Mr. Riddick : Is my right hon. Friend aware that the chief executive of Sears the retailers has said that if a minimum wage policy were introduced it would be bound to lead to unemployment going over 3 million? Has not the Organisation for Economic Co-operation and Development said that the French minimum wage has reduced employment opportunities, particularly for young people with few skills? Does my right hon. Friend agree that it is the height of hypocrisy for Labour to say that it cares about the most disadvantaged people in society when its own policies would deny job prospects to those very same people?
Mr. Lilley : My hon. Friend is absolutely right. A number of estimates have been published by business of the damage that would be done by a minimum wage and of the number of jobs that would be destroyed. All of them are very large. Only the Labour party, in the shape of the Opposition spokesman on employment, maintains that there will be no impact on jobs from a minimum wage. Asked by Jonathan Dimbleby :
"is it your view that there is no negative impact on jobs from a minimum wage of any kind?"
he said :
"Yes, that is my view."
Mr. James Lamond : Is the Secretary of State telling us that he has so little confidence in the ending of the recession that he does not believe that there will be sufficient wealth in the economy to cascade down to those on the very lowest wages, who are asking for just £3.40 per hour, which is barely enough to maintain a reasonable standard of living?
Mr. Lilley : I do not think that one can ever afford to be reckless with jobs in the way that the Opposition plan to be. It is particularly unwise to destroy the jobs of those on the bottom rung of the employment ladder. If they can never get on to the first rung of the employment ladder, they can never rise up it. If the Labour party says that a minimum wage of £3.40 would have no impact at all on jobs, why stick at £3.40? Why not set it at £5? Would that have any effect? Or is the Labour party saying that there is some magical higher figure which will influence them but that £3.40 has no impact at all?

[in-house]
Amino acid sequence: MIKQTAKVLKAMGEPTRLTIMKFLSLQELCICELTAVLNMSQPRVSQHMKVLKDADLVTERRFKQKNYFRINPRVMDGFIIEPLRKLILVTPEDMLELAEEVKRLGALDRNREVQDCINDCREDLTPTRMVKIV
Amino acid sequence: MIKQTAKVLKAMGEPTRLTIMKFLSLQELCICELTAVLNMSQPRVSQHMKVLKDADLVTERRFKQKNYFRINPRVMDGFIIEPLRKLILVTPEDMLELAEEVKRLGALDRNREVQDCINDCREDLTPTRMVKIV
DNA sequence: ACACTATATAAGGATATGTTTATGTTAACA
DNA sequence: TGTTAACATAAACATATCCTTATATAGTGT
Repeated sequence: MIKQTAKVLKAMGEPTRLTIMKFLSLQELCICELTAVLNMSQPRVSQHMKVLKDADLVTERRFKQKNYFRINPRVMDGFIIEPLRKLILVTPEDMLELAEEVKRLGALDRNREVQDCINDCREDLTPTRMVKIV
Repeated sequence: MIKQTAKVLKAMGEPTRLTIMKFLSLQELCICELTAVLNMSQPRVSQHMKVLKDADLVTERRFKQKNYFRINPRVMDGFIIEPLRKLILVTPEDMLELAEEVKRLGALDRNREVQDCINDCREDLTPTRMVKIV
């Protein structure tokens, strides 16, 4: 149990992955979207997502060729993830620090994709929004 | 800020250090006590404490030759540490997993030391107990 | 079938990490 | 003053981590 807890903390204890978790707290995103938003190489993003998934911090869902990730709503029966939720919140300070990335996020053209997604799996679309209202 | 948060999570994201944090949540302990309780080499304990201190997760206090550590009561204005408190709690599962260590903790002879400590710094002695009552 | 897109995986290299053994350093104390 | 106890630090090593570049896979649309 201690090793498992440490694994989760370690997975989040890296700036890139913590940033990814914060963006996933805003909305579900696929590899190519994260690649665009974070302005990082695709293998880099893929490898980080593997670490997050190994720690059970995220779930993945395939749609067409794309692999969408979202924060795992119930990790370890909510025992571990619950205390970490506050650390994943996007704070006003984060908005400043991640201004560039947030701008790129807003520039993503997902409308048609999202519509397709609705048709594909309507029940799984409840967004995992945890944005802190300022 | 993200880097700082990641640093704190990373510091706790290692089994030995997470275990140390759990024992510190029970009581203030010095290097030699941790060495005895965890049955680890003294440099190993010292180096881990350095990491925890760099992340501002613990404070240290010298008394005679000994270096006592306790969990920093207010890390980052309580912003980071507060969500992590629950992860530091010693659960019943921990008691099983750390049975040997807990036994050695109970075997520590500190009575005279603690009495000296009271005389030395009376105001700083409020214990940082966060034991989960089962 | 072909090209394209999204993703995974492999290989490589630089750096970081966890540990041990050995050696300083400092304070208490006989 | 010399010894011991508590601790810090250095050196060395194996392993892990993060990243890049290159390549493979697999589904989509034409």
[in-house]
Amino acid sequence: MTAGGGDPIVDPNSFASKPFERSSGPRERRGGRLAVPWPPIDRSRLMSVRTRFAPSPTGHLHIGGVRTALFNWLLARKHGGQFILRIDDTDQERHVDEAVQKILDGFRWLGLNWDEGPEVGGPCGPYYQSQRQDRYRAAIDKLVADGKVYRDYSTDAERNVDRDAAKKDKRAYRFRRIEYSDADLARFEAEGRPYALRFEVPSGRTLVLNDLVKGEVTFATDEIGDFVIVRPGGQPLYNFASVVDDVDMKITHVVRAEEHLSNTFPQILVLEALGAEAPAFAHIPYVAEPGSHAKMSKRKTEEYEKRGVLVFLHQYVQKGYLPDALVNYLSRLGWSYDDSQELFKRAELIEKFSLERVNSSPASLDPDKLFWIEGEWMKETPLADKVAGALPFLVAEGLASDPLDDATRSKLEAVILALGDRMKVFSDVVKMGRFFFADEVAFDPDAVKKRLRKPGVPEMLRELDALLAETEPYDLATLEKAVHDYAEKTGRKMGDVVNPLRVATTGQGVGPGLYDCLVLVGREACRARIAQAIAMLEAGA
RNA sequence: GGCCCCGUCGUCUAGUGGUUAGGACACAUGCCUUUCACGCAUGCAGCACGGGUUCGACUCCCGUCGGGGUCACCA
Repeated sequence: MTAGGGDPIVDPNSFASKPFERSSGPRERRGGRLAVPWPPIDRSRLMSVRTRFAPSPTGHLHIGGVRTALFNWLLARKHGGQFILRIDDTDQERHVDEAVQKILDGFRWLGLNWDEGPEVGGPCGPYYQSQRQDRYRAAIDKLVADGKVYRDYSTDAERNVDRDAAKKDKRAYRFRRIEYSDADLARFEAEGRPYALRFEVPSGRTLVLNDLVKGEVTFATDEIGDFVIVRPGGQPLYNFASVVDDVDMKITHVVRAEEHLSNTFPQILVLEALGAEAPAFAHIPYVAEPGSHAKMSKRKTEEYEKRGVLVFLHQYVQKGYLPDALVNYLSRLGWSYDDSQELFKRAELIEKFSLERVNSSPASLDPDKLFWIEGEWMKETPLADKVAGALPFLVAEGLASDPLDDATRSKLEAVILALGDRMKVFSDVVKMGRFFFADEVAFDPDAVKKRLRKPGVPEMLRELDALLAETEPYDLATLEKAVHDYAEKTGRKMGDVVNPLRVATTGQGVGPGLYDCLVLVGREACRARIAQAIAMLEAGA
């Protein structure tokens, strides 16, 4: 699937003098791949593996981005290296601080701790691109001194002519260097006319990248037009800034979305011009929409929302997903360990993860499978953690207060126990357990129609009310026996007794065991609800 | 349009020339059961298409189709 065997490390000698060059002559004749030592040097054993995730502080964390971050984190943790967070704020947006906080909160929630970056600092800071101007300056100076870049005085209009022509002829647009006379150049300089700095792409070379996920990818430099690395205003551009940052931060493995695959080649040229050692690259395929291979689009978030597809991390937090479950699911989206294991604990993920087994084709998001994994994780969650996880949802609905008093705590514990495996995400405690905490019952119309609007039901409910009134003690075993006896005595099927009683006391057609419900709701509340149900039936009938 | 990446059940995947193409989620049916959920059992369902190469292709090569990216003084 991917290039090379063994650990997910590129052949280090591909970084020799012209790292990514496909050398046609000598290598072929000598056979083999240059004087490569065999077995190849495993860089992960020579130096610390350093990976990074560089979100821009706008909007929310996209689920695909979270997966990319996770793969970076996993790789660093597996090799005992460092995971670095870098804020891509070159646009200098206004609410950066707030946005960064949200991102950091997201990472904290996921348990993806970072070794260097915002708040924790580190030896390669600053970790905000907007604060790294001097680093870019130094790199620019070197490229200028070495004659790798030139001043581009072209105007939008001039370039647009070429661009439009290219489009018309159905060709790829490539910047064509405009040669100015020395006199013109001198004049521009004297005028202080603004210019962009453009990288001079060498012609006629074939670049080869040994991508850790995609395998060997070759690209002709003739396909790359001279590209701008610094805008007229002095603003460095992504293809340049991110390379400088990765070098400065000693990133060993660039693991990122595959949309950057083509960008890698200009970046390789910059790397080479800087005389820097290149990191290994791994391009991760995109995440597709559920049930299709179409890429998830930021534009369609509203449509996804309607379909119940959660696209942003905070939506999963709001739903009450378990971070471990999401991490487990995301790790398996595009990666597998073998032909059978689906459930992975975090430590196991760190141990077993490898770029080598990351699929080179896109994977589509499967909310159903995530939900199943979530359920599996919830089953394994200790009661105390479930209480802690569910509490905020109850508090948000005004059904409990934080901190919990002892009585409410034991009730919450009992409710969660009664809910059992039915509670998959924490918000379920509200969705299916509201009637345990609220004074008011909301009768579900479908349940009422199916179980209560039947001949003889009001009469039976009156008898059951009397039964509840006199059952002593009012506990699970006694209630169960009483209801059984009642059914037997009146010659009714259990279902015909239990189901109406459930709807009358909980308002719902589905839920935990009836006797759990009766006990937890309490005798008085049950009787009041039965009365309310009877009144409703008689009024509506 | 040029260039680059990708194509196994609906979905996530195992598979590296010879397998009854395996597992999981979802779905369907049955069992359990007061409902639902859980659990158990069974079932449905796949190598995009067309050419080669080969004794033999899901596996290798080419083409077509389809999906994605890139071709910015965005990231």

Mr. Budgen : Does my right hon. Friend agree that minimum wage legislation will encourage illegal immigration and overstaying? Would it not encourage some employers to employ people in the unrecorded and perhaps ironically called black economy?
Mr. Beggs : Does the Secretary of State accept that Northern Ireland already has a low wage economy and that we still have the highest unemployment? Does he agree that we have a responsibility to ensure that people receive a fair reward for the services that they provide and
Column 296that they are not exploited? Will he tell the House how many other members of the European Community have a minimum wage strategy?